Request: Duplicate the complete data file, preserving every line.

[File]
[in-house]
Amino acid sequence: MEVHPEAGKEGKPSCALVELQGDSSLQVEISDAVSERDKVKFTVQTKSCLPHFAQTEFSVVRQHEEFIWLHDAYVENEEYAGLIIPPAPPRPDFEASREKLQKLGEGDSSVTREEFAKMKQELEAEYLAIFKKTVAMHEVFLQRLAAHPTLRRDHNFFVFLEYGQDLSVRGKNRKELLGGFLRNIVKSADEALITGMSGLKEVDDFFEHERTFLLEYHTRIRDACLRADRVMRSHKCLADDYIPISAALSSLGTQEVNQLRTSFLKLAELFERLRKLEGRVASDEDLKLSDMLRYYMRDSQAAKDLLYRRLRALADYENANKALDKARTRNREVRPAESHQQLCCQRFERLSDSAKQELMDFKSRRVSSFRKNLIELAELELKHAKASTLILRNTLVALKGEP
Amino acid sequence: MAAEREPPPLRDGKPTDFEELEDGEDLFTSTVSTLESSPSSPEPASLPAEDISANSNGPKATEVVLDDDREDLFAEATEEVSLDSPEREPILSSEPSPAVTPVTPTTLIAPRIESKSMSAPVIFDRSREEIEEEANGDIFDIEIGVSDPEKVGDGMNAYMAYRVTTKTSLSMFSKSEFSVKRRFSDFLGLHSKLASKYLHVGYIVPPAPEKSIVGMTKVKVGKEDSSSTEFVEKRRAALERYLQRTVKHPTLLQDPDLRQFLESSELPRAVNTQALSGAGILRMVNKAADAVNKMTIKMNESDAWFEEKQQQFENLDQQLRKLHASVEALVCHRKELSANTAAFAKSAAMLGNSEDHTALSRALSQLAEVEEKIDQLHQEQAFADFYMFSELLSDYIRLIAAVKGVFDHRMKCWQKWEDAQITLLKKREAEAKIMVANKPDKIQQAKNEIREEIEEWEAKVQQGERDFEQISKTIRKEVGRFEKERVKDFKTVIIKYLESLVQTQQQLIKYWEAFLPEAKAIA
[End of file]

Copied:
[in-house]
Amino acid sequence: MEVHPEAGKEGKPSCALVELQGDSSLQVEISDAVSERDKVKFTVQTKSCLPHFAQTEFSVVRQHEEFIWLHDAYVENEEYAGLIIPPAPPRPDFEASREKLQKLGEGDSSVTREEFAKMKQELEAEYLAIFKKTVAMHEVFLQRLAAHPTLRRDHNFFVFLEYGQDLSVRGKNRKELLGGFLRNIVKSADEALITGMSGLKEVDDFFEHERTFLLEYHTRIRDACLRADRVMRSHKCLADDYIPISAALSSLGTQEVNQLRTSFLKLAELFERLRKLEGRVASDEDLKLSDMLRYYMRDSQAAKDLLYRRLRALADYENANKALDKARTRNREVRPAESHQQLCCQRFERLSDSAKQELMDFKSRRVSSFRKNLIELAELELKHAKASTLILRNTLVALKGEP
Amino acid sequence: MAAEREPPPLRDGKPTDFEELEDGEDLFTSTVSTLESSPSSPEPASLPAEDISANSNGPKATEVVLDDDREDLFAEATEEVSLDSPEREPILSSEPSPAVTPVTPTTLIAPRIESKSMSAPVIFDRSREEIEEEANGDIFDIEIGVSDPEKVGDGMNAYMAYRVTTKTSLSMFSKSEFSVKRRFSDFLGLHSKLASKYLHVGYIVPPAPEKSIVGMTKVKVGKEDSSSTEFVEKRRAALERYLQRTVKHPTLLQDPDLRQFLESSELPRAVNTQALSGAGILRMVNKAADAVNKMTIKMNESDAWFEEKQQQFENLDQQLRKLHASVEALVCHRKELSANTAAFAKSAAMLGNSEDHTALSRALSQLAEVEEKIDQLHQEQAFADFYMFSELLSDYIRLIAAVKGVFDHRMKCWQKWEDAQITLLKKREAEAKIMVANKPDKIQQAKNEIREEIEEWEAKVQQGERDFEQISKTIRKEVGRFEKERVKDFKTVIIKYLESLVQTQQQLIKYWEAFLPEAKAIA